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Declining Teen Sleep and the Link to Peer and Parent Relationships

A new study, published in December in the Journal of Health and Social Behavior, concludes it is not only biological factors that are causing disruption to adolescents’ sleep. The study, led by Professor Maume from the University of Cincinnati, suggests that social ties, including relationships with peers and parents, may be even more important than biological changes as predictors of teen sleep behaviours.

Other research has previously pointed to a reduction in the sleep-inducing hormone melatonin, as well as the negative impact of back-lit devices before bedtime, as explanations for why children get less sleep as they become teenagers. This study of the school night sleep patterns of nearly 1,000 adolescents from when they were 12 to 15 years old, found parental monitoring (including adhering to a regular bedtime) strongly determined healthy sleep habits. Professor Maume said: “Parents who monitor their children's behaviour are more likely to have kids that get adequate rest.”

During the 12-15-year-old period, Maume discovered the average sleep duration dropped from more than nine hours per school night to less than eight. The study also uncovered a number of other interesting findings:

  • Adolescents slept for longer and had higher quality sleep when they felt they were a part of the schools they attended or had friends who cared about academics and were positive, social people. "Teens who have pro-social friends, tend to behave in pro-social ways, which includes taking care of one's health by getting proper sleep," Maume said.
  • Girls reported more sleep issues – waking up in the middle of the night and not being able to fall back to sleep; losing sleep due to worrying about homework, friends, or family; having trouble falling asleep in general; and having trouble waking up – than boys. "Some research has suggested that women report more sickness than men - even though men typically die younger than women - because women are socialized to be introspective and to recognize illness," Maume said. "This may apply to sleep problems as well."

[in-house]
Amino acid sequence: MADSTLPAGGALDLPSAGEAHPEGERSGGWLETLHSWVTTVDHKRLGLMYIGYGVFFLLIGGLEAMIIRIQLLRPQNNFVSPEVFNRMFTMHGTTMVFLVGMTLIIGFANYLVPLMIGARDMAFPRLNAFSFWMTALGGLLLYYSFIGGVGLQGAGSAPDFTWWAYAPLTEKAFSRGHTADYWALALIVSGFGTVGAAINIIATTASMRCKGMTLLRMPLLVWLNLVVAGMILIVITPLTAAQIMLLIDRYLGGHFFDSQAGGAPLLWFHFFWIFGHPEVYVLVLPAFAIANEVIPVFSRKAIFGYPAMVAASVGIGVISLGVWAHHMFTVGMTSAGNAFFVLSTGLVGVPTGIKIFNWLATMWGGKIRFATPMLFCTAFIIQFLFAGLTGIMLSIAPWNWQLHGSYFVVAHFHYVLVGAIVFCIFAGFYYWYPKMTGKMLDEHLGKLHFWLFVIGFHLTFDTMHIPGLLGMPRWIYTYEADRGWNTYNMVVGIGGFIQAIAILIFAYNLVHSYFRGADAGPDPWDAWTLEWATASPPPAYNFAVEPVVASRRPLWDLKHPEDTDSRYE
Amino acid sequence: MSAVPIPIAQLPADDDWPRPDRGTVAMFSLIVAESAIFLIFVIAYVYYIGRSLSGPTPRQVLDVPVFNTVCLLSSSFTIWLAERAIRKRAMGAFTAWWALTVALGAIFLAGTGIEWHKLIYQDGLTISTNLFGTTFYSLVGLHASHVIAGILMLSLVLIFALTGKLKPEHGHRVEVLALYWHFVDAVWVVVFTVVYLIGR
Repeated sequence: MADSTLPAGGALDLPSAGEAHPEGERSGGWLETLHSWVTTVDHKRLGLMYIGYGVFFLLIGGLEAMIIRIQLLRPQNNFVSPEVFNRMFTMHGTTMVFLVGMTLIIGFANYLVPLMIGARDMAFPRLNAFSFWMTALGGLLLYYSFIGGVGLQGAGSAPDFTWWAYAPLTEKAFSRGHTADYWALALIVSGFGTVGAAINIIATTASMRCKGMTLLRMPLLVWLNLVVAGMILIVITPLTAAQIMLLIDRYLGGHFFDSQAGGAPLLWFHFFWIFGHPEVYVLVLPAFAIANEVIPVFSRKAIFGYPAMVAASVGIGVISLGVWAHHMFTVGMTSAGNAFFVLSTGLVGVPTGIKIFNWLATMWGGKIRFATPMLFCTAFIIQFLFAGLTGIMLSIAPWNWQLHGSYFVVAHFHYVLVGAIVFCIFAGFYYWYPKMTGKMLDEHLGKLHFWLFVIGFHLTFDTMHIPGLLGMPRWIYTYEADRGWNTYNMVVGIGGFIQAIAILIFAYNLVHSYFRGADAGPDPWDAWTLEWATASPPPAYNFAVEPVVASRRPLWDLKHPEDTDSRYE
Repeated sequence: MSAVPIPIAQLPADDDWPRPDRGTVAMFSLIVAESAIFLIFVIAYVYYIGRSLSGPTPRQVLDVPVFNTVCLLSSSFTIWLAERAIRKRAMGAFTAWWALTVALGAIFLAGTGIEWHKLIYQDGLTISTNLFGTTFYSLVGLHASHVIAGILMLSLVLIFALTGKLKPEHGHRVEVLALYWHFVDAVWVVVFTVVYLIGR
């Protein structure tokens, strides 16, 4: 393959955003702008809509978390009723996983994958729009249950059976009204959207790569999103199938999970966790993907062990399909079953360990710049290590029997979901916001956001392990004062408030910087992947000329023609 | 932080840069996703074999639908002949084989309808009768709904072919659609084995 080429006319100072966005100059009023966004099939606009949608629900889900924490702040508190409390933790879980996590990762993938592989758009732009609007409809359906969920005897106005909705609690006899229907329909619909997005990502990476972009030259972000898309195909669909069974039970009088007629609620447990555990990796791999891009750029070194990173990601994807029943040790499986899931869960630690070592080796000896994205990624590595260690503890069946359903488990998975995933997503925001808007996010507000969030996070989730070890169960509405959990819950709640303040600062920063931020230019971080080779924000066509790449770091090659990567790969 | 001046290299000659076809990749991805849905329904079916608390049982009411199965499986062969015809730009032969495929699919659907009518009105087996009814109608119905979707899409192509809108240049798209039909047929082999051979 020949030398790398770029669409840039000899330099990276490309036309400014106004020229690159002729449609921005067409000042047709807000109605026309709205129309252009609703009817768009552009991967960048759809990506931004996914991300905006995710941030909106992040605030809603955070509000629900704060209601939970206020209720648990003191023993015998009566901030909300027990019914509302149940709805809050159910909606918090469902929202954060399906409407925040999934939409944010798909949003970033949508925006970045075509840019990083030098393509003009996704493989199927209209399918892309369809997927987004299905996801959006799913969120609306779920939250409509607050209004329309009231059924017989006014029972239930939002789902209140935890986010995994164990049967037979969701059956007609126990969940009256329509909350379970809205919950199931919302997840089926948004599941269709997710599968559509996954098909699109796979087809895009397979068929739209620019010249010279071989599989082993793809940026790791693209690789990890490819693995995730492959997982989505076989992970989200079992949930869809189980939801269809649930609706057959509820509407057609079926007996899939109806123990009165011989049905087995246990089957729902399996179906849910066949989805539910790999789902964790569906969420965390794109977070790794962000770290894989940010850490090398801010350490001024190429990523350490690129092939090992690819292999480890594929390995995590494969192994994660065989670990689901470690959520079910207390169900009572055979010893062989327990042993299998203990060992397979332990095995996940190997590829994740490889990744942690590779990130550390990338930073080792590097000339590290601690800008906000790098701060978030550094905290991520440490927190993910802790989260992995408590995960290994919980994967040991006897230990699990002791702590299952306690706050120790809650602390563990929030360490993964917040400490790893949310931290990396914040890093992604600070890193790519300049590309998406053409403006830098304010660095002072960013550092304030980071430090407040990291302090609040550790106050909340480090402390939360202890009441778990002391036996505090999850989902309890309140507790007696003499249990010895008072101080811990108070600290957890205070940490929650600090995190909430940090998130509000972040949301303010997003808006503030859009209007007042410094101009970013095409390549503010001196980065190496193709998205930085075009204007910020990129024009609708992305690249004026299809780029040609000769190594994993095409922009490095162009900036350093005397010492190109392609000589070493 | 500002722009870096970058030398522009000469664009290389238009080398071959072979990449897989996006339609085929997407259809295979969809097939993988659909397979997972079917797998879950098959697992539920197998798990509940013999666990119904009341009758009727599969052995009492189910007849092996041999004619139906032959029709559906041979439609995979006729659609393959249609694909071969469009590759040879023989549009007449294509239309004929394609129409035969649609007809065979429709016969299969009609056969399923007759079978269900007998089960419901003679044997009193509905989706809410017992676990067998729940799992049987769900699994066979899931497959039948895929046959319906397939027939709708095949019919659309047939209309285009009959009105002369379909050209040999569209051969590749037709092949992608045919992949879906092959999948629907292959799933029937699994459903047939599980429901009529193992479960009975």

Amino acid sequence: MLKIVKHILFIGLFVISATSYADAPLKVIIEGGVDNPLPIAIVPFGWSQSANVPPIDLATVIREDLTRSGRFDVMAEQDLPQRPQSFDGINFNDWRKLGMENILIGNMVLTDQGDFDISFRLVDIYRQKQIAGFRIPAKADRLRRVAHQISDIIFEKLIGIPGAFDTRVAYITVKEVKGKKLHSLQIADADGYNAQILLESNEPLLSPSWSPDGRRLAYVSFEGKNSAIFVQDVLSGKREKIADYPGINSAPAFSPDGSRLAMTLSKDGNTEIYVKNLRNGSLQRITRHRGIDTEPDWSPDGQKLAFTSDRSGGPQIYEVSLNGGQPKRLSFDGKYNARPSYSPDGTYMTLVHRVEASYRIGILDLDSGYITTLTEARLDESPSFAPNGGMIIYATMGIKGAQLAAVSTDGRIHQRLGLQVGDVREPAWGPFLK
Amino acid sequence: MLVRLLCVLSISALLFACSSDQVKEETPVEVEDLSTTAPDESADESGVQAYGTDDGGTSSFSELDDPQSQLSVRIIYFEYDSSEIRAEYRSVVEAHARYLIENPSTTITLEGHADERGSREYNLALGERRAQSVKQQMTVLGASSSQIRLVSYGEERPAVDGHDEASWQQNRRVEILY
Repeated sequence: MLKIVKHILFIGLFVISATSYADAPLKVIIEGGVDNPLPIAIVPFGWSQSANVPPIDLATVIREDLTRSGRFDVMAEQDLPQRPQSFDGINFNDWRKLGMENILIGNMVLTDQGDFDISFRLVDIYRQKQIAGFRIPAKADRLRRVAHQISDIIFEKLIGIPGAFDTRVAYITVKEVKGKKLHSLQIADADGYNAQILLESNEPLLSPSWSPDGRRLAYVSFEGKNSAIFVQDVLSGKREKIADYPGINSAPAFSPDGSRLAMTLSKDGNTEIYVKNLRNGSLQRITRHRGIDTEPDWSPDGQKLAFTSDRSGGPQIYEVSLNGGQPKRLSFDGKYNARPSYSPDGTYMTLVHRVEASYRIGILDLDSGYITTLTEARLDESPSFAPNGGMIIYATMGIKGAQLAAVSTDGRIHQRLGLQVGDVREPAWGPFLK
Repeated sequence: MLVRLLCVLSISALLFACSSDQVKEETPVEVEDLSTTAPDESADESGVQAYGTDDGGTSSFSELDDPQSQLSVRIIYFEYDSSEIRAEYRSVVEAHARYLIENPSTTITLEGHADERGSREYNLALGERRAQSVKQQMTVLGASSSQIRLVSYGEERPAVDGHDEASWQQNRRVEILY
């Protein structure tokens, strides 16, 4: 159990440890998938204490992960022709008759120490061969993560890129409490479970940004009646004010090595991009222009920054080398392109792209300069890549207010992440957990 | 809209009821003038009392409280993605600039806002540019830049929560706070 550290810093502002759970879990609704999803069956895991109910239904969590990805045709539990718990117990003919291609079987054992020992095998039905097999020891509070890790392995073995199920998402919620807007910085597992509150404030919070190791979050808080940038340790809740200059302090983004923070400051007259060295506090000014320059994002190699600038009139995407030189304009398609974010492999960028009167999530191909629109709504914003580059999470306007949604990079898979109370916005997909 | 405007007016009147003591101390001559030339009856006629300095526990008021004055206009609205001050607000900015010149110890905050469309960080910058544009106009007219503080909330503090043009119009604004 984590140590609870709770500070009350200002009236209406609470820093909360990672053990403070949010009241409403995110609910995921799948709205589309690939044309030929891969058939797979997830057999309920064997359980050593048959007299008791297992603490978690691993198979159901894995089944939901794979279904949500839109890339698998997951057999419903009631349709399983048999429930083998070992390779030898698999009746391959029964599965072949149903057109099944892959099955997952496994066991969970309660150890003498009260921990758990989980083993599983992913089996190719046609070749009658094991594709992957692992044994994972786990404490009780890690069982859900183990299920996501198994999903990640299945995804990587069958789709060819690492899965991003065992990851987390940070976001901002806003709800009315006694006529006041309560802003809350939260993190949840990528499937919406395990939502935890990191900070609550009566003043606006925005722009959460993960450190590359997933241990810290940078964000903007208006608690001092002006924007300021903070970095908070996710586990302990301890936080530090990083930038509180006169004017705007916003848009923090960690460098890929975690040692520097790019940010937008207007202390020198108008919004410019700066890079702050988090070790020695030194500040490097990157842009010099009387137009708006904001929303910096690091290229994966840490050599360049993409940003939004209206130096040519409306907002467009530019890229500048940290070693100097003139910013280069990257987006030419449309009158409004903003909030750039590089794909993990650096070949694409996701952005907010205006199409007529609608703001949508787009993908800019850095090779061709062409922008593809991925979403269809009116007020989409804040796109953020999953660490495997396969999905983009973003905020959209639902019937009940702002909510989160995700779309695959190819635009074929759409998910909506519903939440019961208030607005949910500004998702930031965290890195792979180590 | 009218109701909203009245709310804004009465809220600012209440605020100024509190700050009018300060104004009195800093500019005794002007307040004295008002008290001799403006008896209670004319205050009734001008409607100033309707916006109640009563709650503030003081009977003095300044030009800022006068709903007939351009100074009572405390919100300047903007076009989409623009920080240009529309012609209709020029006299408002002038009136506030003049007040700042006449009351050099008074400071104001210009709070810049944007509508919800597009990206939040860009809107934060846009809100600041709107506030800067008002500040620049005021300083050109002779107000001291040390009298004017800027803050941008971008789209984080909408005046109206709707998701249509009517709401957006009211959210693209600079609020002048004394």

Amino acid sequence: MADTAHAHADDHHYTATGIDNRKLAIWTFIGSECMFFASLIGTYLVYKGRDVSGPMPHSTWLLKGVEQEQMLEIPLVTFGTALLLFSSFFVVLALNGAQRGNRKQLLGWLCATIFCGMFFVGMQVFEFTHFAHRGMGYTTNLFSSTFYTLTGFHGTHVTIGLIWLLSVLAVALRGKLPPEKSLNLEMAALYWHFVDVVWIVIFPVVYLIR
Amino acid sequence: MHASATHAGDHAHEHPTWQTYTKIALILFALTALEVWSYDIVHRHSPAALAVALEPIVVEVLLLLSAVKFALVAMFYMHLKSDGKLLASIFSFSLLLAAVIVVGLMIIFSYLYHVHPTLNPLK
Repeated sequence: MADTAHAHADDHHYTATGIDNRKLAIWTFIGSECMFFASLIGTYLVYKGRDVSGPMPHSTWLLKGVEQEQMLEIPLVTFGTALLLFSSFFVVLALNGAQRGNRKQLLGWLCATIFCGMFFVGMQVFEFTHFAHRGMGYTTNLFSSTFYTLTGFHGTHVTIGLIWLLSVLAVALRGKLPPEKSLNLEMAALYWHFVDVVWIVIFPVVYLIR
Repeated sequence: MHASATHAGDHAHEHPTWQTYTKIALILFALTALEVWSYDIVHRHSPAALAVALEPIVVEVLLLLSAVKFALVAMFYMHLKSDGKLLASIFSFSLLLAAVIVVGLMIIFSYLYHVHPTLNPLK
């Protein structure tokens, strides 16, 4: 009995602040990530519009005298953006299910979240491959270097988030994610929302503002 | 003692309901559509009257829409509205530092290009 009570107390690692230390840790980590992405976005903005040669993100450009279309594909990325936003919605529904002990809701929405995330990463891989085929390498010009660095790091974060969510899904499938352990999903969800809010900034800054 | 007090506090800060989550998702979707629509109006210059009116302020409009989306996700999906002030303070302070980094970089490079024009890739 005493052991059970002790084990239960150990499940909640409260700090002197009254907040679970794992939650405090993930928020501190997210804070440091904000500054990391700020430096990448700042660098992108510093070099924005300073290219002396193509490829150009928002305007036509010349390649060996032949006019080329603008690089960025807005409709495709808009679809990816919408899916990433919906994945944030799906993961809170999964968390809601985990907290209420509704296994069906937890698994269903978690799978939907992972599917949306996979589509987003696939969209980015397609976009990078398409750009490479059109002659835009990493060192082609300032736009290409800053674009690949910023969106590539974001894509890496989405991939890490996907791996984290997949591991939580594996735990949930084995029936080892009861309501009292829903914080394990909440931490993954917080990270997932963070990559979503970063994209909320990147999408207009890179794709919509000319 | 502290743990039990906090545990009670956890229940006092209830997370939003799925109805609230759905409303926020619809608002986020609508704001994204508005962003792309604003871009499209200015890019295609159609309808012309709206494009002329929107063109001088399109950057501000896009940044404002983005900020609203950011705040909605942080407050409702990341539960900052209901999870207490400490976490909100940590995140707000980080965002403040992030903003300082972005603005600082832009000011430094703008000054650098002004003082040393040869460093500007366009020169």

• Increases in adolescent television watching resulted in marginally longer sleep but with slightly more sleep issues; and increases in computer usage were associated with both less sleep and more sleep issues. “My findings related to computer usage were what I expected," Maume said. "It's possible that television watching may be associated with longer sleep if most of the viewing is taking place on the weekends when these kids can sleep late rather than go to school in the morning."

This new research suggests there are potentially more useful and less-invasive approaches than medicating adolescents to improve their sleep. "My research indicates that it's necessary to look beyond biology when seeking to understand and treat adolescents' sleep problems. Such an approach may lead to more counselling or greater parental involvement in teens' lives…”

Professor Maume’s advice to parents: “Given that children generally get less sleep as they become teenagers, parents should be ever more vigilant at this stage."

The accepted guideline from sleep experts is that your teenager will require about nine hours sleep per night.

Image from freedigitalphotos.net